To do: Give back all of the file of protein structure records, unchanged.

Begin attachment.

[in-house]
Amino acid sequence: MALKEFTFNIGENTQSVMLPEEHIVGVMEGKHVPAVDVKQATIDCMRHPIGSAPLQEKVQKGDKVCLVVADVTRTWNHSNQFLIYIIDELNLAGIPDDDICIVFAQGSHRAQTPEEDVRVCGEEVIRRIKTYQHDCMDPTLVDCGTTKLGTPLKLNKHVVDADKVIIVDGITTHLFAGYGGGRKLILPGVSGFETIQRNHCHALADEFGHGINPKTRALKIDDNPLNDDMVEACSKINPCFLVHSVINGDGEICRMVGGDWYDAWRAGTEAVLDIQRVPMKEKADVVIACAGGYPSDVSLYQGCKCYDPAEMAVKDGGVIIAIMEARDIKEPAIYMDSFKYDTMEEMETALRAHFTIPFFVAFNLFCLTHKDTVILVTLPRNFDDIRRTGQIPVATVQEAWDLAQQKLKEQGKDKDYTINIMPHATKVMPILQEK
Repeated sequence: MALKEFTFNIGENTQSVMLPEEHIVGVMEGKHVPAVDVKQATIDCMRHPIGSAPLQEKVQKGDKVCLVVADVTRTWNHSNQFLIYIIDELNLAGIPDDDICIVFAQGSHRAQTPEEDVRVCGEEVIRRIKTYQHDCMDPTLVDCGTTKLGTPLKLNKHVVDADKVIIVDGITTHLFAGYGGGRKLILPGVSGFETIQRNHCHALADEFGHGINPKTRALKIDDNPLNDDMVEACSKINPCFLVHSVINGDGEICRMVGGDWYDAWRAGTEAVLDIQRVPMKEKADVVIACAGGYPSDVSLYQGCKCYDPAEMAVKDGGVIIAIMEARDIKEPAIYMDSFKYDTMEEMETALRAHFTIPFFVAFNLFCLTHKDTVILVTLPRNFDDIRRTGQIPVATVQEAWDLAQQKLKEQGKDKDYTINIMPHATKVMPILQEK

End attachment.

[in-house]
Amino acid sequence: MALKEFTFNIGENTQSVMLPEEHIVGVMEGKHVPAVDVKQATIDCMRHPIGSAPLQEKVQKGDKVCLVVADVTRTWNHSNQFLIYIIDELNLAGIPDDDICIVFAQGSHRAQTPEEDVRVCGEEVIRRIKTYQHDCMDPTLVDCGTTKLGTPLKLNKHVVDADKVIIVDGITTHLFAGYGGGRKLILPGVSGFETIQRNHCHALADEFGHGINPKTRALKIDDNPLNDDMVEACSKINPCFLVHSVINGDGEICRMVGGDWYDAWRAGTEAVLDIQRVPMKEKADVVIACAGGYPSDVSLYQGCKCYDPAEMAVKDGGVIIAIMEARDIKEPAIYMDSFKYDTMEEMETALRAHFTIPFFVAFNLFCLTHKDTVILVTLPRNFDDIRRTGQIPVATVQEAWDLAQQKLKEQGKDKDYTINIMPHATKVMPILQEK
Repeated sequence: MALKEFTFNIGENTQSVMLPEEHIVGVMEGKHVPAVDVKQATIDCMRHPIGSAPLQEKVQKGDKVCLVVADVTRTWNHSNQFLIYIIDELNLAGIPDDDICIVFAQGSHRAQTPEEDVRVCGEEVIRRIKTYQHDCMDPTLVDCGTTKLGTPLKLNKHVVDADKVIIVDGITTHLFAGYGGGRKLILPGVSGFETIQRNHCHALADEFGHGINPKTRALKIDDNPLNDDMVEACSKINPCFLVHSVINGDGEICRMVGGDWYDAWRAGTEAVLDIQRVPMKEKADVVIACAGGYPSDVSLYQGCKCYDPAEMAVKDGGVIIAIMEARDIKEPAIYMDSFKYDTMEEMETALRAHFTIPFFVAFNLFCLTHKDTVILVTLPRNFDDIRRTGQIPVATVQEAWDLAQQKLKEQGKDKDYTINIMPHATKVMPILQEK